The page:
The Excel ISREF returns TRUE when a cell contains a reference and FALSE if not. You can use the ISREF function to check for a reference in a formula.


Test for a reference

Return value 

A logical value (TRUE or FALSE)


  • value - The value to check.

How to use 

The ISREF function returns TRUE to test for a reference in a formula. The ISREF function takes one argument, value, to test. If value is a valid cell reference, range, or named range, ISREF returns TRUE. If value is not a reference, ISREF returns FALSE. ISREF does not evaluate the contents of a reference, just the reference itself.


ISREF returns TRUE when value is a reference and FALSE if not:

=ISREF(A1) // returns TRUE
=ISREF(A1:C1) // returns TRUE
=ISREF(Sheet1!A1) // returns TRUE
=ISREF("apple") // returns FALSE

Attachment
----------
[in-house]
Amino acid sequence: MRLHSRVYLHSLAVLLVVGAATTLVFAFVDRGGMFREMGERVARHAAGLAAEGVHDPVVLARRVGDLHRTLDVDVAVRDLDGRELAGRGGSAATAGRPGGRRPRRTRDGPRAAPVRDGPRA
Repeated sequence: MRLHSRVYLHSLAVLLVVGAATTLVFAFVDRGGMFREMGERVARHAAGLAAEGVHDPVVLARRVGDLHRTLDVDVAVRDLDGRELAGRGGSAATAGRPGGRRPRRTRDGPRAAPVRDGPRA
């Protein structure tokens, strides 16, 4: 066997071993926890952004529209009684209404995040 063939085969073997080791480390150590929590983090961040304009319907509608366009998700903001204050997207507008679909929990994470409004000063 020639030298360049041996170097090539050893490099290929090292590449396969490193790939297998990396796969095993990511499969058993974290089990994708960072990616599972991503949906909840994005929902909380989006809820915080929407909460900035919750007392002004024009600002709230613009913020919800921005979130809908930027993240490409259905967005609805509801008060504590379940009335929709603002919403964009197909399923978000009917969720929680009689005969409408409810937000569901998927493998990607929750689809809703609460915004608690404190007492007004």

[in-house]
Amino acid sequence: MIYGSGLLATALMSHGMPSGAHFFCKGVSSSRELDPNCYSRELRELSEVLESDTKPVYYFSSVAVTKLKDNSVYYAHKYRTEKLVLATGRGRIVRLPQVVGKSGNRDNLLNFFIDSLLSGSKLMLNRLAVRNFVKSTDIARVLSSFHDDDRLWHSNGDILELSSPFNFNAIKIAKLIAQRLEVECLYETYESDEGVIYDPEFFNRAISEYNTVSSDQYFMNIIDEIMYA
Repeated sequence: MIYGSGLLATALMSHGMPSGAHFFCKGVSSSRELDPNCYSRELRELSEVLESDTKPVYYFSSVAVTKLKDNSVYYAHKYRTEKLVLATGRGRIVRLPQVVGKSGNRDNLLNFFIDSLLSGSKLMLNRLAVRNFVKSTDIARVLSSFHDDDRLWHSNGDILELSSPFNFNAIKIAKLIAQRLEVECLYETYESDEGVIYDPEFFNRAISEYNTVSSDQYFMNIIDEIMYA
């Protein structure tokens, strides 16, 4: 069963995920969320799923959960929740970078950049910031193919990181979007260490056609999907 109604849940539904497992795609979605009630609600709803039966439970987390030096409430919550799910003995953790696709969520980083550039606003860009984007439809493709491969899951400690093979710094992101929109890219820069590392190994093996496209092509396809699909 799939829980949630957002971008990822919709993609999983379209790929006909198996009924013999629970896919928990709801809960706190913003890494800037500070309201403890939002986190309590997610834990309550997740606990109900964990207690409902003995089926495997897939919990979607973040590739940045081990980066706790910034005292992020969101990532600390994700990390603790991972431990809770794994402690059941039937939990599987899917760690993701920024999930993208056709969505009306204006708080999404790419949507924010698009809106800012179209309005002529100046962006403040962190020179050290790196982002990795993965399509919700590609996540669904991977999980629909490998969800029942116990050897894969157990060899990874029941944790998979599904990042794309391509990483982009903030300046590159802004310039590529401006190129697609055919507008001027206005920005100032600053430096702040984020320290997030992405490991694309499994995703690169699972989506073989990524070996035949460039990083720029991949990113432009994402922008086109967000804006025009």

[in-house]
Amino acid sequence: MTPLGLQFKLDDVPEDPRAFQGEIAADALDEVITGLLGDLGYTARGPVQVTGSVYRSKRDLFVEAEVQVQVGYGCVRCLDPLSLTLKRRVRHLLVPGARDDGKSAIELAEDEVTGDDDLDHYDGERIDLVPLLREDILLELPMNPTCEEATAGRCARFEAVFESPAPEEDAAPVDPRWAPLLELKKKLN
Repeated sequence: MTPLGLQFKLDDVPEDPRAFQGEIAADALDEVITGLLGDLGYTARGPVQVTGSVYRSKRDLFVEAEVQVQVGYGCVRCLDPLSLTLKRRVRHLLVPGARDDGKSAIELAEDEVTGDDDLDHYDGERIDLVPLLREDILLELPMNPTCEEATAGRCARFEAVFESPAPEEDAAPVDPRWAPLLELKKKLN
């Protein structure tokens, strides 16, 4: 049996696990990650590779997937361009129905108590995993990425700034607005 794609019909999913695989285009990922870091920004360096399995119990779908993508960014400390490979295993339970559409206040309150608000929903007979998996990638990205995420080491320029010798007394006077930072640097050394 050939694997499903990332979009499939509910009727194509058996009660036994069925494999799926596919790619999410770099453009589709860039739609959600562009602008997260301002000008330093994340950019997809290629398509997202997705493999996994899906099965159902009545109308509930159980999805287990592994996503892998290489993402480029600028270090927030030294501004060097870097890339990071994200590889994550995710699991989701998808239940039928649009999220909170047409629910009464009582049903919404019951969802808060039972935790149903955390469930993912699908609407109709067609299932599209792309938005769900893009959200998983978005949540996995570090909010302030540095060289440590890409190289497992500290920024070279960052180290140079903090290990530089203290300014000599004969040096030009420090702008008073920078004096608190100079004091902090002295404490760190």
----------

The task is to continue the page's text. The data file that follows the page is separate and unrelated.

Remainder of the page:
=ISREF(100) // returns FALSE
=ISREF(ZZZ1) // returns FALSE

Some functions, like INDEX and OFFSET, can return a reference. As long as the reference is valid, ISREF returns TRUE:

=ISREF(INDEX(A:A,10)) // returns TRUE
=ISREF(OFFSET(A1,1,1)) // returns TRUE

To evaluate a reference as text (i.e. "A1"), use the INDIRECT function:

=ISREF(INDIRECT("A1")) // returns TRUE


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Dave Bruns

Hi - I'm Dave Bruns, and I run Exceljet with my wife, Lisa. Our goal is to help you work faster in Excel. We create short videos, and clear examples of formulas, functions, pivot tables, conditional formatting, and charts.